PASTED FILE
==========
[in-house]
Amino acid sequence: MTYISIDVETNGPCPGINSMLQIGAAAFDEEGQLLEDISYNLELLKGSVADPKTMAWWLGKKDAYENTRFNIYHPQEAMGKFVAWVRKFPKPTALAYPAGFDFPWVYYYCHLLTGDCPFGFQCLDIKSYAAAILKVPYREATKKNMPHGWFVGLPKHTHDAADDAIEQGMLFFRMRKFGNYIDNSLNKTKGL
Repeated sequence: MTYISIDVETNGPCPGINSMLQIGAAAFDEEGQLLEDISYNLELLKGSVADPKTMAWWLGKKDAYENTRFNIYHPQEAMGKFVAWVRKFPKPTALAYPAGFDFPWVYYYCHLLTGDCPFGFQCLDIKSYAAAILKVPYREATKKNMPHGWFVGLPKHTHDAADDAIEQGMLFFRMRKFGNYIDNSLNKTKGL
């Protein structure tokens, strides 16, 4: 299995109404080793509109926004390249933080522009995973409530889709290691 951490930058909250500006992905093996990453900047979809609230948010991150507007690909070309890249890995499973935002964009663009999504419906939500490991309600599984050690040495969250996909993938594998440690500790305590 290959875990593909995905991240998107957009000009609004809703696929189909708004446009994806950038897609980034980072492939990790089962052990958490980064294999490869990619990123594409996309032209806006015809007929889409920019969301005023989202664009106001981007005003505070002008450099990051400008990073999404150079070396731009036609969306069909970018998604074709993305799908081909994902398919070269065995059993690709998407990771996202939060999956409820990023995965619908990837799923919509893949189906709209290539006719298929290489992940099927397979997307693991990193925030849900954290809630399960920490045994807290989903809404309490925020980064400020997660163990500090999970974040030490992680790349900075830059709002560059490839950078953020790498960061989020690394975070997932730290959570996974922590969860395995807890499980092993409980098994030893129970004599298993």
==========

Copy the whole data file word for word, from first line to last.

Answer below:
[in-house]
Amino acid sequence: MTYISIDVETNGPCPGINSMLQIGAAAFDEEGQLLEDISYNLELLKGSVADPKTMAWWLGKKDAYENTRFNIYHPQEAMGKFVAWVRKFPKPTALAYPAGFDFPWVYYYCHLLTGDCPFGFQCLDIKSYAAAILKVPYREATKKNMPHGWFVGLPKHTHDAADDAIEQGMLFFRMRKFGNYIDNSLNKTKGL
Repeated sequence: MTYISIDVETNGPCPGINSMLQIGAAAFDEEGQLLEDISYNLELLKGSVADPKTMAWWLGKKDAYENTRFNIYHPQEAMGKFVAWVRKFPKPTALAYPAGFDFPWVYYYCHLLTGDCPFGFQCLDIKSYAAAILKVPYREATKKNMPHGWFVGLPKHTHDAADDAIEQGMLFFRMRKFGNYIDNSLNKTKGL
């Protein structure tokens, strides 16, 4: 299995109404080793509109926004390249933080522009995973409530889709290691 951490930058909250500006992905093996990453900047979809609230948010991150507007690909070309890249890995499973935002964009663009999504419906939500490991309600599984050690040495969250996909993938594998440690500790305590 290959875990593909995905991240998107957009000009609004809703696929189909708004446009994806950038897609980034980072492939990790089962052990958490980064294999490869990619990123594409996309032209806006015809007929889409920019969301005023989202664009106001981007005003505070002008450099990051400008990073999404150079070396731009036609969306069909970018998604074709993305799908081909994902398919070269065995059993690709998407990771996202939060999956409820990023995965619908990837799923919509893949189906709209290539006719298929290489992940099927397979997307693991990193925030849900954290809630399960920490045994807290989903809404309490925020980064400020997660163990500090999970974040030490992680790349900075830059709002560059490839950078953020790498960061989020690394975070997932730290959570996974922590969860395995807890499980092993409980098994030893129970004599298993």